ScreenFlow, though, takes recording as just the first step. They market it as a “Professional Screencasting Studio.” I don’t know about the word studio but it’s clearly aimed at getting excellent results. Think of it like iMovie for screencasting. Once you’ve recorded your screen, you then use ScreenFlow’s simple (but quite effective) timeline-esque editor to create the final movie.

But some of the tricks really do come from the recording. It obviously records in layers. In the editing process you can call out (highlight and/or zoom) the foreground window, the area around the mouse, and play many other tricks. This is what separates it from the concept of using a simple screen recorder and editing elsewhere. It’s reasonably simple to get it to do some very nifty tricks. It makes plentiful use of Core Animation, thus requires Leopard.

I won’t go through all the features, but I’ve put together a quick demo movie that’s worth a look (20MB Quicktime movie, 720x450px, 3m43s @ 30fps). I used nothing but ScreenFlow to make this movie, and I exported using the “Web – High Quality” preset.


This is akin to something I’ll likely produce for a client in the near future (instructions on converting a Video DVD to the Leightronix Nexus format using MPEG Streamclip). I haven’t bought ScreenFlow (at least not yet) so their demo watermark appears across the movie. That’s ok with me – there are otherwise no limitations on the downloaded demo.

At $99 it’s aimed at a higher-end crowd than the common $20 screen recorder. If you’re making videos for fun, this isn’t for you. If you’re making money in the process though – either by producing a commercial screencast or by charging for your time, it may be worthwhile. Instinctively I’d put its value at $79, but that’s just me.

I had one problem with ScreenFlow. There’s a feature where it will display the keys pressed while making the recording. It just didn’t work for me. A gray area appeared where I expected to see the keys, but no text at all. So I didn’t use that feature in my demo movie.

I can think of four features that would make this a better product:

  • Normalize audio on export. I used my MacBook Pro’s built-in microphone (which admittedly isn’t so great). I boosted the volume as high as ScreenFlow would let me, but it’s still too low. Unless you process your audio separately you’ll likely run into this problem now and then. A great way to handle this would be a “normalize audio” checkbox in the Export window.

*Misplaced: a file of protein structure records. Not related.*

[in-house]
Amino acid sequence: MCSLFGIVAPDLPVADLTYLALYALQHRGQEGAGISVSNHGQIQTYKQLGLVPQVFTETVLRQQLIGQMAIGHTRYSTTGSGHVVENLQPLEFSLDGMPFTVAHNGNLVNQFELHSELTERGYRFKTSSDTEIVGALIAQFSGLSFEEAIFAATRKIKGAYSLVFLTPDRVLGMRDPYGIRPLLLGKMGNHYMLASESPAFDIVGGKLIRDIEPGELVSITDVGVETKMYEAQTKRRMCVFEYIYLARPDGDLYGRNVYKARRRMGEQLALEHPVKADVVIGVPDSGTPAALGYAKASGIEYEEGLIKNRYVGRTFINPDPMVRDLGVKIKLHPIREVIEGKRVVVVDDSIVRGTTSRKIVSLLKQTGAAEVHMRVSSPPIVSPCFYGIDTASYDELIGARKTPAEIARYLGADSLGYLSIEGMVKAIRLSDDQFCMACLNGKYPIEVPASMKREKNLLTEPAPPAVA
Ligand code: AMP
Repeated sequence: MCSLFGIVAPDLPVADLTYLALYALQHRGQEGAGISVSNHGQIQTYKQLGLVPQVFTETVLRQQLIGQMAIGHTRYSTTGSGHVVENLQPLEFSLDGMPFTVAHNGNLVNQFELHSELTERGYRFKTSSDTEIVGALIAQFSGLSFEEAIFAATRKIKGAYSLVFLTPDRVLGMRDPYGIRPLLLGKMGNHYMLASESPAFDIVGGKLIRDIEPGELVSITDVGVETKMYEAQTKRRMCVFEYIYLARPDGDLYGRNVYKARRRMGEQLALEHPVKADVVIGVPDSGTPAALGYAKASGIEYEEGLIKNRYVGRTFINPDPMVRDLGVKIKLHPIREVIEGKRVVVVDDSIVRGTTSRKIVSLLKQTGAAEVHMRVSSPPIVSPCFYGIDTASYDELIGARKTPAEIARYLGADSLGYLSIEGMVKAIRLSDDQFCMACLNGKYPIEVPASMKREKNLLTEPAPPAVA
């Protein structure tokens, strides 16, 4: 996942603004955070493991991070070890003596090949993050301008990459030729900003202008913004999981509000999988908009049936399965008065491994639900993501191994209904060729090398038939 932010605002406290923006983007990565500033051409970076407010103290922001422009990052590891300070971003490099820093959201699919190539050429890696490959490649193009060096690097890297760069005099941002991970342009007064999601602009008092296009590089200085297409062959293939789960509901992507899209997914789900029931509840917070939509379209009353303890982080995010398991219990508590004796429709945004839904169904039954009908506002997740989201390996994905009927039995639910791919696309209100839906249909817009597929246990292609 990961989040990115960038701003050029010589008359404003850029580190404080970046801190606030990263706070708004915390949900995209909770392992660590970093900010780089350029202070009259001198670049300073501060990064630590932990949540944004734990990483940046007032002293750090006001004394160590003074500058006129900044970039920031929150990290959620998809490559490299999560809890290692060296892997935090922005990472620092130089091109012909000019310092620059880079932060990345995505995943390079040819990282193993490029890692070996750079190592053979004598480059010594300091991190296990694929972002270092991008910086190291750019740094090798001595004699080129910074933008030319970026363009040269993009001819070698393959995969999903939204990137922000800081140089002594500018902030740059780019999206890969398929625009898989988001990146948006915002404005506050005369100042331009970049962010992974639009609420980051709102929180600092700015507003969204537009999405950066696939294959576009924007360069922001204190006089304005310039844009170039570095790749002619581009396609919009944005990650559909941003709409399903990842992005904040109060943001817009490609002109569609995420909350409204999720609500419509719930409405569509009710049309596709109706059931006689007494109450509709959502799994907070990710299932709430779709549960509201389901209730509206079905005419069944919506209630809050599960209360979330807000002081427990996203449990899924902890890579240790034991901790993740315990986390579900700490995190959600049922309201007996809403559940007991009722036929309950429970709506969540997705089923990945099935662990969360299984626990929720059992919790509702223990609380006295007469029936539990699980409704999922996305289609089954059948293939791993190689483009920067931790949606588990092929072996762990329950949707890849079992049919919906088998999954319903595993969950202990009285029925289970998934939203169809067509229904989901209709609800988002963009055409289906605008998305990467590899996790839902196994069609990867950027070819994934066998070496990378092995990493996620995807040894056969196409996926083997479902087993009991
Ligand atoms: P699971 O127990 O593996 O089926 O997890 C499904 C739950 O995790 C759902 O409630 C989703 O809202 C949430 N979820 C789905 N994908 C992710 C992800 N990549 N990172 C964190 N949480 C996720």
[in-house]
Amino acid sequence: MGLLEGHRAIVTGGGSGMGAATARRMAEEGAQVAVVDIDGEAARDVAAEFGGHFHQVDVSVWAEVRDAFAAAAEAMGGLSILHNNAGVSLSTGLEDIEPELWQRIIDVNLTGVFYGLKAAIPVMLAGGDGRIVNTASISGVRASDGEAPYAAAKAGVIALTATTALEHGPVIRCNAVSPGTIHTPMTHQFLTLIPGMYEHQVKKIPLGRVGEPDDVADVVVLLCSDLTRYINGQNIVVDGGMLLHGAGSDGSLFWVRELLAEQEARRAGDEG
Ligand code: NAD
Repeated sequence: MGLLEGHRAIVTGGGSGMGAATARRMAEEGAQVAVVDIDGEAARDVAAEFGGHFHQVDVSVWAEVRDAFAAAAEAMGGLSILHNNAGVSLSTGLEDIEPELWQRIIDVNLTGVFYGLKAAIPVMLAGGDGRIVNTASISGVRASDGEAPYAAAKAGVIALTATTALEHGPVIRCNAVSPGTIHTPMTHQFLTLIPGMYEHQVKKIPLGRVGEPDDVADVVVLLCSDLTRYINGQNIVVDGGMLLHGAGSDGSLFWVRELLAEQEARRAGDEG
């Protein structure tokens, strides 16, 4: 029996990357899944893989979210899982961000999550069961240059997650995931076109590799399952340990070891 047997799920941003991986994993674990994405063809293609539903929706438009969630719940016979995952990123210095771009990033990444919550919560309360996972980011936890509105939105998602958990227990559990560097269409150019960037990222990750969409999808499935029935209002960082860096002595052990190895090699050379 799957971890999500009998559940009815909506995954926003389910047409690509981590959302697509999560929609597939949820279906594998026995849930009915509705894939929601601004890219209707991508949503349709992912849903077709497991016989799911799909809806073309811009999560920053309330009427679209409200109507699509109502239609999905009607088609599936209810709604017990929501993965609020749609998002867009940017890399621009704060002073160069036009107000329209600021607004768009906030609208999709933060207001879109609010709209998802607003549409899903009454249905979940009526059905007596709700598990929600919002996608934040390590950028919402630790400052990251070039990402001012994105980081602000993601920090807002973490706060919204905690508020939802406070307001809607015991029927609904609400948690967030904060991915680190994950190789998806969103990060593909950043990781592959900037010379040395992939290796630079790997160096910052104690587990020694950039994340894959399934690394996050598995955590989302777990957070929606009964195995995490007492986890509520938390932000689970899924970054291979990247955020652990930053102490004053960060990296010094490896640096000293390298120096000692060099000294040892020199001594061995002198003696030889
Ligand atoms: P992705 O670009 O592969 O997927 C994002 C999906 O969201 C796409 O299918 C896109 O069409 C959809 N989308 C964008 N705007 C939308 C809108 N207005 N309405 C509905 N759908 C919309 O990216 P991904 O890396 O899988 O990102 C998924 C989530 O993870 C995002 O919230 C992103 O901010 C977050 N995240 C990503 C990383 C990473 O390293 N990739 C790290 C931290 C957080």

• The default exports have no (decent) iPhone-compatible preset. I suspect the Web/Low-Quality would work, but at 300K it wouldn’t look great. For some situations, it would be nice to have something compatible with the iPhone/iPod – 640×480 without frame reordering. Screencasts wouldn’t always be viewed on an iPod/iPhone, but it would be great to have one version usable in all circumstances.
  • A simple title generator would be very handy. ScreenFlow can import images with ease, so I could generate a title in almost any graphic app. But titles are key to any video production. Just a simple centered title option would be great.
  • The export dialog box isn’t Mac-standard – selecting a Save folder requires another window popup. A strange omission for an otherwise very intuitive Macintosh product.

I made my recording without much planning, intentional so I could really see what ScreenFlow could do. I ended up with a few Finder windows open in the background, which made things look less than ideal. If I make more of these, I’ll likely create a second account on my Mac just for this purpose, and keep it really clean. And (before anyone says so in comments) I recommend using a good microphone for anything. I’m not the first person to say bad audio is worse than bad video.